From the wall drawing one moves to the first group of small drawings. Keeping in mind the intention of a total work, the unevenness of these drawings is understandable. While there are some standouts, particularly one in which an aggregation of arrows forms something like a wave over a ground of a disrupted grid, many of the drawings devolve upon closer attention into somewhat clichéd instances of “obsessive mark-making”, playing with tired binaries of order and chaos. This is most apparent in those drawings, some of which are best at long distances, which devolve upon closer attention into seemingly generic oval forms ranged into loose grid formations. Grids are disrupted, notations are made, and attractive but vague and unpersuasive drawings are created.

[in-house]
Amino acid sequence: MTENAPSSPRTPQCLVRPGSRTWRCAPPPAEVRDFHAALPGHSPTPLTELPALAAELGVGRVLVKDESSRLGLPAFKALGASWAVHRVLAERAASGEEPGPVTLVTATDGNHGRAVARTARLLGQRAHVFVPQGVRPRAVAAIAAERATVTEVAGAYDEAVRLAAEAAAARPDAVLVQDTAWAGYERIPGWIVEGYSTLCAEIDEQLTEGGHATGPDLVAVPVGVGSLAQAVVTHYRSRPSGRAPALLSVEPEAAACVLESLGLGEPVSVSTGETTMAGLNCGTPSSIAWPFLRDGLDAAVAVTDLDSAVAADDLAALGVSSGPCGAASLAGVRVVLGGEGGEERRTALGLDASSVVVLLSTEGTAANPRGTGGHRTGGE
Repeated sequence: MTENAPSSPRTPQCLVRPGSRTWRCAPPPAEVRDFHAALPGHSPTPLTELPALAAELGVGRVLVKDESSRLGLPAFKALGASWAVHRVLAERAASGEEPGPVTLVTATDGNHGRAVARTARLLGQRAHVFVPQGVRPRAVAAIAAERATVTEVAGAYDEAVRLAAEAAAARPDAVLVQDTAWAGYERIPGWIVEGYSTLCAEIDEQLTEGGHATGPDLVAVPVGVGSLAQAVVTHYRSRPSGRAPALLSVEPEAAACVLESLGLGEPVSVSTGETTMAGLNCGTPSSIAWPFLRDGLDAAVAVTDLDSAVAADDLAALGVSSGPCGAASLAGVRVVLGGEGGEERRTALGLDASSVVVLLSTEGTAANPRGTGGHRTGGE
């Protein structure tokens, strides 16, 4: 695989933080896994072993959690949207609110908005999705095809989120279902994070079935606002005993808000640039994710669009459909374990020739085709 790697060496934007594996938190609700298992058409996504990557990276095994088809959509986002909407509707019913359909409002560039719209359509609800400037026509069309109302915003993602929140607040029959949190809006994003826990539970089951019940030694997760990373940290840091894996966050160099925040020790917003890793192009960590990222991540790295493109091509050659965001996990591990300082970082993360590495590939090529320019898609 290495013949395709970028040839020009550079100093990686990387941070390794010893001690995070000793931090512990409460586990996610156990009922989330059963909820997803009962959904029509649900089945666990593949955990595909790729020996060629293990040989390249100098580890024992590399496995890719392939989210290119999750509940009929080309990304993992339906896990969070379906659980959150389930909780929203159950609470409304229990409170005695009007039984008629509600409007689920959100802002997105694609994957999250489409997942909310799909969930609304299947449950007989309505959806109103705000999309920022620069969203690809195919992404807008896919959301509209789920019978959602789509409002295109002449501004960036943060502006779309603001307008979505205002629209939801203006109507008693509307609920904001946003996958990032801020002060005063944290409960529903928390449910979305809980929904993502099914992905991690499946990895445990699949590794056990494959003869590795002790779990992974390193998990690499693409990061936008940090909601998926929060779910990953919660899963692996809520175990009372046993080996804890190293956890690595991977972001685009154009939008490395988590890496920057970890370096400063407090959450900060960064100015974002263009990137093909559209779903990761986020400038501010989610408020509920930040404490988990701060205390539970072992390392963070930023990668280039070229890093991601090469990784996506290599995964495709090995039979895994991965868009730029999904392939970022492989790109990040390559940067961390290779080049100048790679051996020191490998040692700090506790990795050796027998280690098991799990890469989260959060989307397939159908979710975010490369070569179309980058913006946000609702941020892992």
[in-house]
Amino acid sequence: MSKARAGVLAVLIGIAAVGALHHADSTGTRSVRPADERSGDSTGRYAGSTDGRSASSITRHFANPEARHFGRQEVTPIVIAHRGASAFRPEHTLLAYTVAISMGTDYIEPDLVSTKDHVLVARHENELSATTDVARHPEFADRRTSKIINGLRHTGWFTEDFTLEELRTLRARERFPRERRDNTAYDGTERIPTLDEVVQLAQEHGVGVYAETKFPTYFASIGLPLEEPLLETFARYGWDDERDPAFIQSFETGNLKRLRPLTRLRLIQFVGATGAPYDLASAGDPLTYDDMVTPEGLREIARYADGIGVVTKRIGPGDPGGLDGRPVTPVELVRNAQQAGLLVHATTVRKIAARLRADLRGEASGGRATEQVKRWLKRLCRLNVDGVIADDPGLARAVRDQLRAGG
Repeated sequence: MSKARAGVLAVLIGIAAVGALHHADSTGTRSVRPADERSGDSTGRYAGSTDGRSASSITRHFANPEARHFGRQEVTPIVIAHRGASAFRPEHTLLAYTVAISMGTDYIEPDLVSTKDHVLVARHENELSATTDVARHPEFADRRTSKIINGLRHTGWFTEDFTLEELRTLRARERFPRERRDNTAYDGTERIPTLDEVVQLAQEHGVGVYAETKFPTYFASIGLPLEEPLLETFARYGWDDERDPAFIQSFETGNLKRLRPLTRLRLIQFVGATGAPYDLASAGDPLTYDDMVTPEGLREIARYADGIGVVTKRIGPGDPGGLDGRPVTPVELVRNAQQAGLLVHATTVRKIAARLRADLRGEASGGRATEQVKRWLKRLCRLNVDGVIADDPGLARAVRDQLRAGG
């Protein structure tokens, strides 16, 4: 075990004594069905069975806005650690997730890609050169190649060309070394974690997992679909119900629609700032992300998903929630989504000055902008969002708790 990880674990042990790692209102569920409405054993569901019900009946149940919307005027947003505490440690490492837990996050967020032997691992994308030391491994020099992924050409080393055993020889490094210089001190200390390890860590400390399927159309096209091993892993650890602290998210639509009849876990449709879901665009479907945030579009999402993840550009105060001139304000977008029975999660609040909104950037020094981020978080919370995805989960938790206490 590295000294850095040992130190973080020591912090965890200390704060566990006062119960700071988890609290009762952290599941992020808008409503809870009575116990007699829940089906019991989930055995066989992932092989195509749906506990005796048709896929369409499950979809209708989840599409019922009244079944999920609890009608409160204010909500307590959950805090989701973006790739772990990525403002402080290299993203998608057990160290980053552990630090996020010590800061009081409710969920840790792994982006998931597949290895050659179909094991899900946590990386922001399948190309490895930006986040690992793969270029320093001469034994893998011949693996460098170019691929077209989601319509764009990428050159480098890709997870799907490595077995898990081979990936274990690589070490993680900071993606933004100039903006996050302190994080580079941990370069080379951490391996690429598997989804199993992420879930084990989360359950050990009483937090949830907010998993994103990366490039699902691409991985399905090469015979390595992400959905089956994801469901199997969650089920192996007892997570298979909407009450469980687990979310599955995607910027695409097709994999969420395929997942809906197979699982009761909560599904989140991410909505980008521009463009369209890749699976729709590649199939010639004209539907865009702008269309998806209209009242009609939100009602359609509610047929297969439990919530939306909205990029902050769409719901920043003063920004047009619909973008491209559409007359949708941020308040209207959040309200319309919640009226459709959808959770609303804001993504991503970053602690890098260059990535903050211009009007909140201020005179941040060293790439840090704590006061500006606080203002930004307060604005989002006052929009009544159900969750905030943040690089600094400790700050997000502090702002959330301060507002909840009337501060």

The second set of drawings is similarly uneven. There are some compelling uses of line, and they use color in an interesting, if overly tasteful way. There are particularly interesting works in which a solid color oval is ringed by other colors. It is a small situation, but the tension of the relationships in the drawing (are the rings other ovals, or just rings?) as well as the tension between the image and the paper that frames it, make for a compelling drawing. Unfortunately, the lighting of the show, while it effectively subsumes the drawings into the show as a work, makes it difficult to study them more closely. The effect is reminiscent of a restaurant where it’s too dark to see the food. However, this may well be appropriate, as a number of the drawings are best as simple instances of color in an otherwise dark room. While the entrance of a lemon yellow oval onto a sheet of paper is a dramatic moment in the context of a darkened room, it is drained of its power as one comes closer, and simply appears to be a precious gesture. Many of these drawings reiterate formal strategies of geometric/color field painting (Leon Polk Smith comes to mind), but lose their power in the process of being scaled down to sketchbook size.